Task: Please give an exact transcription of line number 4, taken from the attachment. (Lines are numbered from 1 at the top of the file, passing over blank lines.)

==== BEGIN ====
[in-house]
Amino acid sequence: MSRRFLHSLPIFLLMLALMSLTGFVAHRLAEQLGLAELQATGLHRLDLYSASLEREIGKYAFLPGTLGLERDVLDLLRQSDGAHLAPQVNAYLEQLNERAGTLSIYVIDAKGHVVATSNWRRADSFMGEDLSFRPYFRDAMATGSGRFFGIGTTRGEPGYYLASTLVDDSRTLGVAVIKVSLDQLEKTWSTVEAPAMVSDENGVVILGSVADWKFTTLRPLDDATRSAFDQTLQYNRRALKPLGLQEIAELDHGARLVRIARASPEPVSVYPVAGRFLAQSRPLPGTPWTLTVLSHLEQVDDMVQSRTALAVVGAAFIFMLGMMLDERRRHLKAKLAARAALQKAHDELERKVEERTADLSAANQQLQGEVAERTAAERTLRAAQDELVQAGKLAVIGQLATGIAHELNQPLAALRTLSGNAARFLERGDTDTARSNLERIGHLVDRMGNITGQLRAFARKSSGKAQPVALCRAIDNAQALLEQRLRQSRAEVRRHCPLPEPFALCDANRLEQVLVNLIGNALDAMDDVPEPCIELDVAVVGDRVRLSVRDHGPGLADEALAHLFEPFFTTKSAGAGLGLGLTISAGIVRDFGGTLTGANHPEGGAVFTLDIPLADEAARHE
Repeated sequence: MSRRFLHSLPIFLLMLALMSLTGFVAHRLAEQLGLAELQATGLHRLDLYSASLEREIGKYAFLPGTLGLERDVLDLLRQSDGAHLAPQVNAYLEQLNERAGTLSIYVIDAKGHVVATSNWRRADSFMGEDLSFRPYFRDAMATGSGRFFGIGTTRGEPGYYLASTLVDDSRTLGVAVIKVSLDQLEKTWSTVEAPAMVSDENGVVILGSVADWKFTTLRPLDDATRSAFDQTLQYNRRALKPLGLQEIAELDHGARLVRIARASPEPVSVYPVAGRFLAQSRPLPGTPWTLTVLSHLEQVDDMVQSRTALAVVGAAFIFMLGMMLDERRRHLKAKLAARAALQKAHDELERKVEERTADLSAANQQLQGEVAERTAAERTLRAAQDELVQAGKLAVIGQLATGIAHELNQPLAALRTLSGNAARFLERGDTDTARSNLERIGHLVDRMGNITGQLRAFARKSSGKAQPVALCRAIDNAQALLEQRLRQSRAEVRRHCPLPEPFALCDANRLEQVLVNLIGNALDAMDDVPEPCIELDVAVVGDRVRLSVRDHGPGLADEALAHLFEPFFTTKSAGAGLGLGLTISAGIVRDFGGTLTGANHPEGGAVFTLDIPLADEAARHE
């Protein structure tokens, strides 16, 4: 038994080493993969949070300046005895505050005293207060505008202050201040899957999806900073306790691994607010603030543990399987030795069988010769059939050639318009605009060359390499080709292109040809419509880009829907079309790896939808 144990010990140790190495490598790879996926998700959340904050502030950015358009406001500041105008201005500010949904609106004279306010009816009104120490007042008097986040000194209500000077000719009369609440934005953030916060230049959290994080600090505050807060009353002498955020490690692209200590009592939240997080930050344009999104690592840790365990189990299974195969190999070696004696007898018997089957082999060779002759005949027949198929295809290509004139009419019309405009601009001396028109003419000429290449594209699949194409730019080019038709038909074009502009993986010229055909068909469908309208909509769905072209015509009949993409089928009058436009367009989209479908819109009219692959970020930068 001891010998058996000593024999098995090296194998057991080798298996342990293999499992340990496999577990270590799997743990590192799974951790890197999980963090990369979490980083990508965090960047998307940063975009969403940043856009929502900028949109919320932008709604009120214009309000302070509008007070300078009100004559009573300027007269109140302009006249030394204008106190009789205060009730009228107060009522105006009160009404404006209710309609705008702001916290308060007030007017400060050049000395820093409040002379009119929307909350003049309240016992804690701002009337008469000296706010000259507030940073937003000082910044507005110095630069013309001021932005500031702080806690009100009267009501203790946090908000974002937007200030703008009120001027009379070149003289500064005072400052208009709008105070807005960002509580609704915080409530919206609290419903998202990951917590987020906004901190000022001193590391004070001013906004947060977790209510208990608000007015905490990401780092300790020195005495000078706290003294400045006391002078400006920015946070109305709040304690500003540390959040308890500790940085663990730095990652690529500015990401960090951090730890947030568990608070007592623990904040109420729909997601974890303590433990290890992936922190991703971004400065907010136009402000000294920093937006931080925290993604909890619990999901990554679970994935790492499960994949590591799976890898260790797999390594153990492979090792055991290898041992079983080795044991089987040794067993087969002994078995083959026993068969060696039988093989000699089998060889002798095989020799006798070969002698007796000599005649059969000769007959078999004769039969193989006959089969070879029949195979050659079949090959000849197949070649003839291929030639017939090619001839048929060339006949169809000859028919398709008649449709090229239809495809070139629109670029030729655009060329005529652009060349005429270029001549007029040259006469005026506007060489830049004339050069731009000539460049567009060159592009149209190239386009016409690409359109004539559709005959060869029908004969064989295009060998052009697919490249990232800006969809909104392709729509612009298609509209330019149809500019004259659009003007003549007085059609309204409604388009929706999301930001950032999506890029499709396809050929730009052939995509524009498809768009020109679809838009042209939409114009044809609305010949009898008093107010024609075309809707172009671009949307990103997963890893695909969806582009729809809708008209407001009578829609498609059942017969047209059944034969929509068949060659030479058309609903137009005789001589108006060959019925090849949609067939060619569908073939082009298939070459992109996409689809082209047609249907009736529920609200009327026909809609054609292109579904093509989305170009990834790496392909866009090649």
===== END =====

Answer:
């Protein structure tokens, strides 16, 4: 038994080493993969949070300046005895505050005293207060505008202050201040899957999806900073306790691994607010603030543990399987030795069988010769059939050639318009605009060359390499080709292109040809419509880009829907079309790896939808 144990010990140790190495490598790879996926998700959340904050502030950015358009406001500041105008201005500010949904609106004279306010009816009104120490007042008097986040000194209500000077000719009369609440934005953030916060230049959290994080600090505050807060009353002498955020490690692209200590009592939240997080930050344009999104690592840790365990189990299974195969190999070696004696007898018997089957082999060779002759005949027949198929295809290509004139009419019309405009601009001396028109003419000429290449594209699949194409730019080019038709038909074009502009993986010229055909068909469908309208909509769905072209015509009949993409089928009058436009367009989209479908819109009219692959970020930068 001891010998058996000593024999098995090296194998057991080798298996342990293999499992340990496999577990270590799997743990590192799974951790890197999980963090990369979490980083990508965090960047998307940063975009969403940043856009929502900028949109919320932008709604009120214009309000302070509008007070300078009100004559009573300027007269109140302009006249030394204008106190009789205060009730009228107060009522105006009160009404404006209710309609705008702001916290308060007030007017400060050049000395820093409040002379009119929307909350003049309240016992804690701002009337008469000296706010000259507030940073937003000082910044507005110095630069013309001021932005500031702080806690009100009267009501203790946090908000974002937007200030703008009120001027009379070149003289500064005072400052208009709008105070807005960002509580609704915080409530919206609290419903998202990951917590987020906004901190000022001193590391004070001013906004947060977790209510208990608000007015905490990401780092300790020195005495000078706290003294400045006391002078400006920015946070109305709040304690500003540390959040308890500790940085663990730095990652690529500015990401960090951090730890947030568990608070007592623990904040109420729909997601974890303590433990290890992936922190991703971004400065907010136009402000000294920093937006931080925290993604909890619990999901990554679970994935790492499960994949590591799976890898260790797999390594153990492979090792055991290898041992079983080795044991089987040794067993087969002994078995083959026993068969060696039988093989000699089998060889002798095989020799006798070969002698007796000599005649059969000769007959078999004769039969193989006959089969070879029949195979050659079949090959000849197949070649003839291929030639017939090619001839048929060339006949169809000859028919398709008649449709090229239809495809070139629109670029030729655009060329005529652009060349005429270029001549007029040259006469005026506007060489830049004339050069731009000539460049567009060159592009149209190239386009016409690409359109004539559709005959060869029908004969064989295009060998052009697919490249990232800006969809909104392709729509612009298609509209330019149809500019004259659009003007003549007085059609309204409604388009929706999301930001950032999506890029499709396809050929730009052939995509524009498809768009020109679809838009042209939409114009044809609305010949009898008093107010024609075309809707172009671009949307990103997963890893695909969806582009729809809708008209407001009578829609498609059942017969047209059944034969929509068949060659030479058309609903137009005789001589108006060959019925090849949609067939060619569908073939082009298939070459992109996409689809082209047609249907009736529920609200009327026909809609054609292109579904093509989305170009990834790496392909866009090649």